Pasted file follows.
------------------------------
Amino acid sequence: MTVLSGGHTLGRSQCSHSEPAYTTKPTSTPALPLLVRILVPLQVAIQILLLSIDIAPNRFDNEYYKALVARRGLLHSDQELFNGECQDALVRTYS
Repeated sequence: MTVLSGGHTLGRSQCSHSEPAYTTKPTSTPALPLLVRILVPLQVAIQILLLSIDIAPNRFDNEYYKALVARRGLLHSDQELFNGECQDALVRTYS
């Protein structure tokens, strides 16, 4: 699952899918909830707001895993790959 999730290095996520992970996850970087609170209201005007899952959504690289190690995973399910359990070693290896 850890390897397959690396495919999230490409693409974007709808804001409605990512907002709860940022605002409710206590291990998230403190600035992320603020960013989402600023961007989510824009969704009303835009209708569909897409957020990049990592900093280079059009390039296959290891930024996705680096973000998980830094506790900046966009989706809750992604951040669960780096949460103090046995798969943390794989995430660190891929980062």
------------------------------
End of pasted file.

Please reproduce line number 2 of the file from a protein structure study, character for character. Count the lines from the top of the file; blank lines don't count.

Repeated sequence: MTVLSGGHTLGRSQCSHSEPAYTTKPTSTPALPLLVRILVPLQVAIQILLLSIDIAPNRFDNEYYKALVARRGLLHSDQELFNGECQDALVRTYS